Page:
An astronaut captured a stunning photograph of an extremely rare lightning phenomenon known as a “red sprite” — which is rarely visible from Earth.
European Space Agency (ESA) astronaut Andreas Mogensen captured a photo and footage of the rare electrical discharge high above the Earth using a very powerful camera as part of the Thor-Davis experiment at Danish Technical University (DTU).
Beyond the clouds is a fascinating world.
What you see here is a picture of a red sprite over a thunder cloud that I took as part of the Thor-Davis experiment from @DTUSpace ⚡Red sprites are part of the rare phenomena known as Transient Luminous Events, often shortened TLEs,… pic.twitter.com/AA4h8anUIf
— Andreas Mogensen (@Astro_Andreas) November 24, 2023
The experiment is studying lightning in the upper atmosphere and the impact this can have on greenhouse gas levels, which contribute to global warming.
A Camera That Takes 100,000 Photos Per Second
As part of the Thor-Davis experiment, Mogensen heads to the International Space Station’s (ISS) Cupola observatory module every Saturday to attempt to photograph storms from Earth.
The ISS orbits Earth at a height of around 250 miles, meaning the space station makes around 16 trips around Earth every single day.
Last week, Mogensen grabbed the space station’s “Davis camera” as he spotted a thunderstorm brewing over Earth. The astronaut managed to capture a photograph and footage of a red sprite over a thunder cloud.
“Red sprites are part of the rare phenomena known as Transient Luminous Events, often shortened TLEs, that can appear over thunder clouds,” Mogensen writes on X (formerly known as Twitter).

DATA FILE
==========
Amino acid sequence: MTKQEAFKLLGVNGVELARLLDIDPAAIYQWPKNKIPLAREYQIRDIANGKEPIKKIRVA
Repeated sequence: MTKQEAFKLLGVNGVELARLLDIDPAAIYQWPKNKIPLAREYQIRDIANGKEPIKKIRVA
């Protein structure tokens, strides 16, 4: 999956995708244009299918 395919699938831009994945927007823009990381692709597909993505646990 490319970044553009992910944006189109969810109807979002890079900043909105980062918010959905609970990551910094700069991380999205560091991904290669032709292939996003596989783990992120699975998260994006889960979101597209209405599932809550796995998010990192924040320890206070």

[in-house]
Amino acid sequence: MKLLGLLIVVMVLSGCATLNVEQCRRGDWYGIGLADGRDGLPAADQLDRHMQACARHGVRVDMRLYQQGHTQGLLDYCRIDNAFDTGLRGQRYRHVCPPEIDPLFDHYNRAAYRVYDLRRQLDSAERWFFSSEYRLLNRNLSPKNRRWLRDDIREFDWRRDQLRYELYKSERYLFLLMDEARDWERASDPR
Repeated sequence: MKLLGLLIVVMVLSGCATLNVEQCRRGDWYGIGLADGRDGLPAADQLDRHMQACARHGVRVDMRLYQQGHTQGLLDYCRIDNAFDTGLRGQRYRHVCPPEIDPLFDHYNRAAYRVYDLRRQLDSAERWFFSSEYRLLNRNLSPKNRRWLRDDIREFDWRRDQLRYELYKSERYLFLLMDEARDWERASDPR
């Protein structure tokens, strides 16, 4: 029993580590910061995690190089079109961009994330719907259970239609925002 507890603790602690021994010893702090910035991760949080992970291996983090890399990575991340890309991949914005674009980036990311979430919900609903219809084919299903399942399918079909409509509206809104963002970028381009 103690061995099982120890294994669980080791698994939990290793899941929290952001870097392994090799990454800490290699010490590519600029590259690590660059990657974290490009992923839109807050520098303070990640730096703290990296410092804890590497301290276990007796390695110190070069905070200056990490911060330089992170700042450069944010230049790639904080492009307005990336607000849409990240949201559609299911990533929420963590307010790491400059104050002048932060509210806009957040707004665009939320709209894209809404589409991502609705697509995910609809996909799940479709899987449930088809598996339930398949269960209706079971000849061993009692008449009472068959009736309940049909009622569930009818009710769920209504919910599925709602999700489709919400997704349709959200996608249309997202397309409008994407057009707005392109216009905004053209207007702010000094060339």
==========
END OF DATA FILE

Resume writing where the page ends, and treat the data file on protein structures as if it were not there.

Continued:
“The red sprites form around 40 to 80 km [25 – 50 miles] above ground and as you can see in the video from the Davis camera, the red sprites appear after the thunder has struck and much higher up.
“The Davis camera is special in that it does not take a picture like a regular camera, but like the retina in our eyes that is sensitive to changes in light, allowing it to take up to the equivalent of 100,000 pictures per second.”
Scientists estimate the size of the red sprite in the photograph shot by Mogensen is roughly 8.7 by 16.2 miles (14 by 26km) in size.
Rarely Seen From Earth
A red sprite — which is also sometimes referred to as red lighting — is an example of a remarkable weather event known as a Transient Luminous Event (TLE).
Lightning flashes normally go downward from the clouds to the ground. However, a red sprite goes in the other direction, going into the atmosphere, a bit like backwards lightning.
Because red sprits form above thunder clouds, they’re not easily studied from the ground, and are mostly seen from space.
Image credits: All photos via European Space Agency (ESA)